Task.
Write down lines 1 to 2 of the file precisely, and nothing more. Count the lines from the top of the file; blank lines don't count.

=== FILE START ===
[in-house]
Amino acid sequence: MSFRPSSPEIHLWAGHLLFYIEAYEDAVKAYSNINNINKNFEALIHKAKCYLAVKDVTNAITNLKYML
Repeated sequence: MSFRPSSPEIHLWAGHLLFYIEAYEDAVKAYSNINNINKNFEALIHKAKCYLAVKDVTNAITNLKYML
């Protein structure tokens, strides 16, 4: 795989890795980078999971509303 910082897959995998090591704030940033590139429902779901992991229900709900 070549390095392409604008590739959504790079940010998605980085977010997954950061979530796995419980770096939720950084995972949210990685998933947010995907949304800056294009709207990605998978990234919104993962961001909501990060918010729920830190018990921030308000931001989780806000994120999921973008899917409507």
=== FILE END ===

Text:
[in-house]
Amino acid sequence: MSFRPSSPEIHLWAGHLLFYIEAYEDAVKAYSNINNINKNFEALIHKAKCYLAVKDVTNAITNLKYML